Some of my buyer clients had been looking casually for the last 2-3 years and now are in a bit of a panic. Not just any panic, but an exhausted, sick-of-looking panic, accentuated by the fact that prices are now rising pretty noticeably and their buying power is diminishing.
Why is it than when it’s a buyer’s market, and prices are soft and inventory plentiful, buyers are so picky – and when inventory is scarce, and buying conditions terrible and there are gobs of multiple offers, most of them clamor to purchase something, almost at any cost or in any condition?
As real estate professionals, we see this happen as the cycles change. But it’s very hard, in a buyer’s market, to tell a Silicon Valley home buyer: “hey, you’re lucky, buy now, while it’s easy!” because it always looks so self-serving (since we are only paid if the buyer buys and closes on the transaction) and a buyer’s natural response to this is “hey, don’t push, I’m in no hurry!” So we tend to step back and let the buyers go at their own pace. When the market turns, we tell our clients that it is a different game now, but often these home buyers don’t believe us for several months. Eventually, though, it sinks in and gets so bad that they are nearly despondent and wondering how this could have happened.
Tonight I got an email from avery discouraged San Jose area home buyer. She told me that they saw an open house of a place that seemed like a good fit, but that it was so packed with people that it felt like a “black Friday sale”. She told me that when they left that house, she was in tears. I knew what she meant. I have seen that frenzy, too, due to far more demand than supply. In fact, I showed a Sunnyvale townhouse during an open house on Saturday and it was exactly like that. I bet the agent gets 20 or 30 offers.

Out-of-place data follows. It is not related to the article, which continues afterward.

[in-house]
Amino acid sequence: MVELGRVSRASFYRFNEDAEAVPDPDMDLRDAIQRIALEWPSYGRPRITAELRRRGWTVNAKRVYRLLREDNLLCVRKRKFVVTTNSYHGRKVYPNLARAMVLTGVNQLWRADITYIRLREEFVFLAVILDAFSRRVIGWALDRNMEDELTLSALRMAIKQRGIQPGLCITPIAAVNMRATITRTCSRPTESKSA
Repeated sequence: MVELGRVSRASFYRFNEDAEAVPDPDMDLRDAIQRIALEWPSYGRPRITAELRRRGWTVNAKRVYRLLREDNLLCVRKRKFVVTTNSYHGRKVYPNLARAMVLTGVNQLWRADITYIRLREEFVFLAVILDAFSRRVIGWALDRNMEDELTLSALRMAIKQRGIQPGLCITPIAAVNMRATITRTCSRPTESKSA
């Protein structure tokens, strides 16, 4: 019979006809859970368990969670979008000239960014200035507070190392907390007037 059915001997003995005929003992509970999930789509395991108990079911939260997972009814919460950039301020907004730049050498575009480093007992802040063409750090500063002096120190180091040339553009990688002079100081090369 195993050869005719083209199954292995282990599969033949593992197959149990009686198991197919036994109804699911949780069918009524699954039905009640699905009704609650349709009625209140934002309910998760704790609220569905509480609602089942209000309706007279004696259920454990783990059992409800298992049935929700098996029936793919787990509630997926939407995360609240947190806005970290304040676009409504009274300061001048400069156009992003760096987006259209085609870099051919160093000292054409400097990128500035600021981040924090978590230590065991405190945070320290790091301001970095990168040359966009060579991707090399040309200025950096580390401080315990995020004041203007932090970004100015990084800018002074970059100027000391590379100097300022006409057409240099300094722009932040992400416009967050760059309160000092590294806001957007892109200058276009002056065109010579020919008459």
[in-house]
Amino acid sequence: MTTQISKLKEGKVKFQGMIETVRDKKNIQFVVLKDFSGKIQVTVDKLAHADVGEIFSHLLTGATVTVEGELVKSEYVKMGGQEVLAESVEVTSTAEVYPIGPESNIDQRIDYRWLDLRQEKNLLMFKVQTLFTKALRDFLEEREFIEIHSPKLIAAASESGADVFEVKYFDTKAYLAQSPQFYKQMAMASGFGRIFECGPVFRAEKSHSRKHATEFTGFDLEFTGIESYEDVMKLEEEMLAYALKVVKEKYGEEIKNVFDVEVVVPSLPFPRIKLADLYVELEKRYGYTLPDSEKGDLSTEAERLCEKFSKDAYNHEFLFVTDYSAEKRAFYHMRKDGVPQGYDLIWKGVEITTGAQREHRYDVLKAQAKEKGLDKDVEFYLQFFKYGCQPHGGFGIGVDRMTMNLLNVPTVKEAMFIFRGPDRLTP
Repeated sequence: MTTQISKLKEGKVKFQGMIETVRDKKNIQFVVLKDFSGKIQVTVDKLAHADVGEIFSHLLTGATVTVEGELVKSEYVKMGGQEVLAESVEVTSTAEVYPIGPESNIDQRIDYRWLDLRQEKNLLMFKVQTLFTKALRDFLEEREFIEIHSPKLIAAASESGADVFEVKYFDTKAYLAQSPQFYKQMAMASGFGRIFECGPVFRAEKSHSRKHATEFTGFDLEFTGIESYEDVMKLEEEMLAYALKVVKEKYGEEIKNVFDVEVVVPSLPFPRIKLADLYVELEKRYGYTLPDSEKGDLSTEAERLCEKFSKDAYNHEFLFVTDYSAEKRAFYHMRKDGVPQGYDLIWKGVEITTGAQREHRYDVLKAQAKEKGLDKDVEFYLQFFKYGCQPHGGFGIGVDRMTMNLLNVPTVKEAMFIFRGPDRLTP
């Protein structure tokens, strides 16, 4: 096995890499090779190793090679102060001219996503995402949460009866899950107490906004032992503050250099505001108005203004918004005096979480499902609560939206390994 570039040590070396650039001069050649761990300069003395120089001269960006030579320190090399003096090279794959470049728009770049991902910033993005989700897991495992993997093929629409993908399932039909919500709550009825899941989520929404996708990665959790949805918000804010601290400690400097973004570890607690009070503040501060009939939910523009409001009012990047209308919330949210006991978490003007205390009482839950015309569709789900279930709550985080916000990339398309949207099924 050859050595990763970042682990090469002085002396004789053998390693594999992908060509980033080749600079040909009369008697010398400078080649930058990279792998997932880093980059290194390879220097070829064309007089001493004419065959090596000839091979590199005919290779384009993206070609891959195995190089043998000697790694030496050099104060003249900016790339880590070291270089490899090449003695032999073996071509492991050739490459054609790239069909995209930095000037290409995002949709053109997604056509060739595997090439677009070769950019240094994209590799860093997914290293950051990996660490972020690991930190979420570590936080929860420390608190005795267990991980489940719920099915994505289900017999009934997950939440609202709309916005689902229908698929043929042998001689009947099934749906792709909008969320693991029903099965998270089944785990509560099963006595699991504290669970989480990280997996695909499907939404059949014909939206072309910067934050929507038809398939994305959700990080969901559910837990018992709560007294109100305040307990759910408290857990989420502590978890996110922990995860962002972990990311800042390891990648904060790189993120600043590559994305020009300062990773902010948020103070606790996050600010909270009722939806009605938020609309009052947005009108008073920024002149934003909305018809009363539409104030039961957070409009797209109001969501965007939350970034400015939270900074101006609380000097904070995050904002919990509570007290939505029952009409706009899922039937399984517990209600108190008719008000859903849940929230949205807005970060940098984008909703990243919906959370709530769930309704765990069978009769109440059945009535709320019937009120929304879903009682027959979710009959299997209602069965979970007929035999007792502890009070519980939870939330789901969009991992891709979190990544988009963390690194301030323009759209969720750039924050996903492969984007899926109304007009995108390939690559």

The truth is, at this part of the cycle, it’s probably not going to get better for awhile. At some point, prices will have risen enough that more sellers will come onto the market and conditions will balance out some. Eventually, there will be more sellers than buyers, and then, of course, with the supply and demand pendulum swinging again in the other direction, prices will level off and then drop (and then buyers will be picky again….). When that happens is anyone’s guess. Maybe next year, maybe the year after. But it won’t happen until prices are at least back up to the prior peak.
What can you do if you want to buy NOW? Two ideas come to mind: first, if you are bidding on a home, get ahead of the curve. Look where prices are going and jump ahead. (When the market is bad, this is the advice that we give to our sellers, by the way. Same principle, only we suggest that they cut prices to get ahead when it’s a declining market.) Are prices rising at $10,000 per week? Then if you want the house, see where the market is going and get there first. No, you will most certainly not have a bargain or a “good deal”. There are no good deals for buyers now, there is only getting the property or not getting it and buying later, when it’s more expensive.
Another approach is to buy the house that no one wants but which has fixable issues. (Or issues that you can live with.) You cannot change the location of the freeway or the high voltage power lines, but you can improve the property’s condition, upgrade the plumbing, add some skylights, and fix the curb appeal. Most buyers target the remodeled home that appears worry free. The best bargains are often the home which require some time, effort and money or “sweat equity”. Those are the properties with far less competition. You simply must remember all this when you go to sell, and price the property appropriately then.
Whether it is a buyer’s market or a seller’s market, your real estate agent will have feedback for you and is likely to share it if you “give permission” for that advice. Often consumers don’t want to hear it, but this guidance is part of what you’re paying for. So take a deep breath and ask them what they think is best. At the end of the day, it’s your house, your money, and therefore your choice. But wouldn’t it be good to have the input from someone who has weathered many of these cycles before?